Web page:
An exhibition of a series of photographs by the official photographer of the 1896 Olympic Games, Albert Meyer. Traveling in U.S. cities, it arrived in New York where it was hosted at the U.N. Headquarters and the N.Y. Greek Consulate.
A rare opportunity to get a glimpse into events and athletes of the first Modern Olympics.
Beautifully arranged at the sun-drenched exhibition space, in front of the magnificent Peace mural by Candido Portinari.
Athens 1896: The First Modern Olympic Games
The Olympic Games of 1896 constitute a breakthrough in the history of sports events. The revival of the ancient tradition transformed international sports meetings into the global events we know today. One of the famous photographers of that period was the well-travelled and American educated German, Albert Meyer (Dresden 1857-1924). Meyer traveled to Athens for the Games and became the official photographer of the German Team. The 25 rather Spartan photographs of his album capture the chronicles of the Games, documenting both athletic rituals and the athletic labors of the participants. The photographic studio and archive of Albert Meyer was destroyed in 1945, when allied bombings flattened Dresden, turning the original photographs into rare and priceless artifacts. Among the members of the organizing committee who received one of the rare leather albums was its Secretary George Streit, banker and minister of the Greek government of the period. Marinos Yeroulanos, his grandson and President of the Board of Trustees of the Benaki Museum, donated the album to the Historical Archives of Museum were it is safeguarded today as a unique token to both History and Art. [extract from the exhibition leaflet]
Walking through the immensity of the Museum of Natural History, in Upper West Side. Every room another wonder of our Cosmos.
Megaloceros (Greek: μεγάλος – megalos + κέρας – keras, meaning “Great Horn”) may be the largest deer ever to have lived. It belongs to the group called artiodactyls (Greek: άρτιος – ártios + δάκτυλος – dáktylos, meaning ‘even finger/toe’) – hoofed mammals that usually have an even number of toes. Generally, only male artiodactyls have antlers. In living deer, they are used during the mating season for wrestling with other males and attracting females. Then, they are shed. This means that Megaloceros regrew its enormous antlers every year!
Stenomylus (Greek στενός – stenos “narrow” and μύλος – milos [latin: mola] “molar” meaning ”narrow tooth”. This group of camel skeletons was buried in dune sand in western Nebraska 22 million years ago. These individuals are only some of the numerous completely preserved camel skeletons that were found together at a site in Agate Springs National Monument. Stenomylus lived in a region where dune fields extended widely. It was relatively primitive in its body skeleton, but had the more advanced feature of very high-crowned teeth – presumably to cope with sand-laden food, which rapidly wears down the teeth.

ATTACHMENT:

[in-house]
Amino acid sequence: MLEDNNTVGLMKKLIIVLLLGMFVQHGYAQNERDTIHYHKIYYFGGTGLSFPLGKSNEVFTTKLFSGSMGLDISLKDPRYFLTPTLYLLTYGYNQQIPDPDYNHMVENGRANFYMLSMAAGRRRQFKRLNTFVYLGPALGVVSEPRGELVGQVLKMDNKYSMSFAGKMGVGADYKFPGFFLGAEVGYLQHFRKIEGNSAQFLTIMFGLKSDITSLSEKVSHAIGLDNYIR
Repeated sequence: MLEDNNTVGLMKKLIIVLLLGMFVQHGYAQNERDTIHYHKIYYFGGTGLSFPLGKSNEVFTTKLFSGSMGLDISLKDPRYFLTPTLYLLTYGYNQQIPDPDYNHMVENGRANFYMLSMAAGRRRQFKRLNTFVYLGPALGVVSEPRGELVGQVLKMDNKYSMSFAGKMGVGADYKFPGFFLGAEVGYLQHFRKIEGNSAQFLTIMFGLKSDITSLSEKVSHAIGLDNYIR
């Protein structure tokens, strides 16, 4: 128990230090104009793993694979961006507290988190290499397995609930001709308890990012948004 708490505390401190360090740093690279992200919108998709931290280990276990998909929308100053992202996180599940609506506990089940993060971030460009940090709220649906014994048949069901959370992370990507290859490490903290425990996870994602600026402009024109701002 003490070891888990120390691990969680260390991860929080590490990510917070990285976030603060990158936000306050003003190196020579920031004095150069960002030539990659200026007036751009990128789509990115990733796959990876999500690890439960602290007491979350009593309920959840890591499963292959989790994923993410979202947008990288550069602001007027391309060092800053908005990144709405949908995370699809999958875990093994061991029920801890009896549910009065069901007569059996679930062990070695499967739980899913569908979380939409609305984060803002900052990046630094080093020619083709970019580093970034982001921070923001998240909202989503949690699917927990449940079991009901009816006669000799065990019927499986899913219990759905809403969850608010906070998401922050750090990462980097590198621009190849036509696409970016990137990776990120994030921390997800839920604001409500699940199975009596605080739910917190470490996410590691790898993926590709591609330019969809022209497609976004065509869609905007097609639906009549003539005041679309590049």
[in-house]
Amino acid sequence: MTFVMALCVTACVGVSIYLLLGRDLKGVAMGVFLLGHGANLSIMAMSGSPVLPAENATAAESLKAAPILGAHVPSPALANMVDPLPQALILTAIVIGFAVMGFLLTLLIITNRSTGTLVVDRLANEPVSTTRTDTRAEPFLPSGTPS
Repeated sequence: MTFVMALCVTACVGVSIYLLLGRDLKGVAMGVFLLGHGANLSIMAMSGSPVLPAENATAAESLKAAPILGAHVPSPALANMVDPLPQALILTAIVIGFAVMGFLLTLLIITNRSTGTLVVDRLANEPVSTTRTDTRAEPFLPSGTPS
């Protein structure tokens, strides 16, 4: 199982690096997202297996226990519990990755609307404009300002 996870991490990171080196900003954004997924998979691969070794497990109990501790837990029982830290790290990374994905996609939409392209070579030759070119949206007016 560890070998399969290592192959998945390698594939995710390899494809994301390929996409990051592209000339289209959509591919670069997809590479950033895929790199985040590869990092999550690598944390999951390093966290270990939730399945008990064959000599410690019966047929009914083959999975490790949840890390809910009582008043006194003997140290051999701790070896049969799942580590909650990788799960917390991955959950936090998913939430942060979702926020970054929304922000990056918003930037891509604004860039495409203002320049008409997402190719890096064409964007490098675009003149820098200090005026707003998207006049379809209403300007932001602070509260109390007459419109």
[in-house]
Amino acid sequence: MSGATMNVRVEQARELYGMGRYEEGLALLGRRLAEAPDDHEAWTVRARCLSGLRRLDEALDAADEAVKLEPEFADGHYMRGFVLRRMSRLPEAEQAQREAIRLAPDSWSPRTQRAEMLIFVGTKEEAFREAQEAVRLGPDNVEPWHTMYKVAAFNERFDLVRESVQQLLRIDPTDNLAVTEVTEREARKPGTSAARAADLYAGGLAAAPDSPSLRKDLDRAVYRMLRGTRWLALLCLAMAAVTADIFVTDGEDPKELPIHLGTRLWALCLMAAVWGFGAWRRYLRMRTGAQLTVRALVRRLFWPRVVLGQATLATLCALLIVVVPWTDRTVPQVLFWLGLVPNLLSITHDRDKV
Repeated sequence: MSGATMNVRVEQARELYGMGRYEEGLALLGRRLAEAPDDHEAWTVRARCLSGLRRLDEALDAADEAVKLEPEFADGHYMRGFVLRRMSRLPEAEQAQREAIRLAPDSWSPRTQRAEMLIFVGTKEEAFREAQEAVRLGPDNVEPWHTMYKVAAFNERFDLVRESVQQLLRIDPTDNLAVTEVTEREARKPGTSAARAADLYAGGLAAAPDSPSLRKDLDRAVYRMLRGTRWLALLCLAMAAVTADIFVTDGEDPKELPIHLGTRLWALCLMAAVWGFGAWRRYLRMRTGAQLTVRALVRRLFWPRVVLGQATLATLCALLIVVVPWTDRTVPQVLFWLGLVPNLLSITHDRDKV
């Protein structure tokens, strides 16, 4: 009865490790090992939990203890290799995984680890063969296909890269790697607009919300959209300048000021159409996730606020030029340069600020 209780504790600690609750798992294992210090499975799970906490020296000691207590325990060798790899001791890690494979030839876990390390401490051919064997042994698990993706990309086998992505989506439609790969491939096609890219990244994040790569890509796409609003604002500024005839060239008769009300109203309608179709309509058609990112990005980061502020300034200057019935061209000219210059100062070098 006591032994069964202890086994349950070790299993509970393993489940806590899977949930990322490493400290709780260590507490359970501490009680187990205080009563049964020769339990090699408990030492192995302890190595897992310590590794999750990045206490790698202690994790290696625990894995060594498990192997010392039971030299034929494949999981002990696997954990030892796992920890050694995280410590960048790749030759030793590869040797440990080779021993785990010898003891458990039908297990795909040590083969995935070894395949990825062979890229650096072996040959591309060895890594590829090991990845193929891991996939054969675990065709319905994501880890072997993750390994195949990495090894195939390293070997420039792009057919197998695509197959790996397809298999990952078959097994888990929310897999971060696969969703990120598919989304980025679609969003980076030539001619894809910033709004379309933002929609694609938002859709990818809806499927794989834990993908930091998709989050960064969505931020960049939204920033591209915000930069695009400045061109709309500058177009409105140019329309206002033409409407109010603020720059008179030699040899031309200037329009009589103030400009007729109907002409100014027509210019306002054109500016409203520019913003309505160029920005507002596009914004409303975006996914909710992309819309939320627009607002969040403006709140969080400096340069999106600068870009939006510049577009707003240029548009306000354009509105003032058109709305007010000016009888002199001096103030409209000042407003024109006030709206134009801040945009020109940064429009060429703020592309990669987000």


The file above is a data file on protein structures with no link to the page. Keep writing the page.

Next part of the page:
If I understood correctly, ”hitchcocki” was added in honour of Dr. Edward Hitchcock, a geologist and President of Amherst College, whose Ichnology Collection of dinosaur footprints and tracks is invaluable (read more about it here).
Mammoths were widespread during the Ice Ages. Some had woolly fur to keep them warm. This is a ”non-woolly” mammoth that lived in southern parts of the United States, which were not covered by glaciers. Like living elephants, Mammoths had trunks. We can’t see it on this skeleton, because soft parts are rarely preserved as fossils. But we can see where the trunk was attached, at the large single opening high on the front of the skull. The Greek myth of one-eyed giants, the Cyclops, may have arisen when ancient people found fossil provoscidean skulls and mistook this nostril opening for an eye socket. Most mammoths died out by 11.000 years ago but a few somewhat dwarfed forms persisted until about 3.000 years ago on remote arctic islands.
(click on photo for a panoramic view and caption)
Around 100 million years ago, they lived in what is now Argentina. This huge dinosaur is a sauropod: a massive plant-eater with a long neck and a whip-like tail. Sauropods roamed the planet for 140 million years and include the largest land animals ever.
This stuffed beauty
(although I instinctively dislike stuffed animals)
Creatures of the sea hanging in mid-air
And those that came from the cold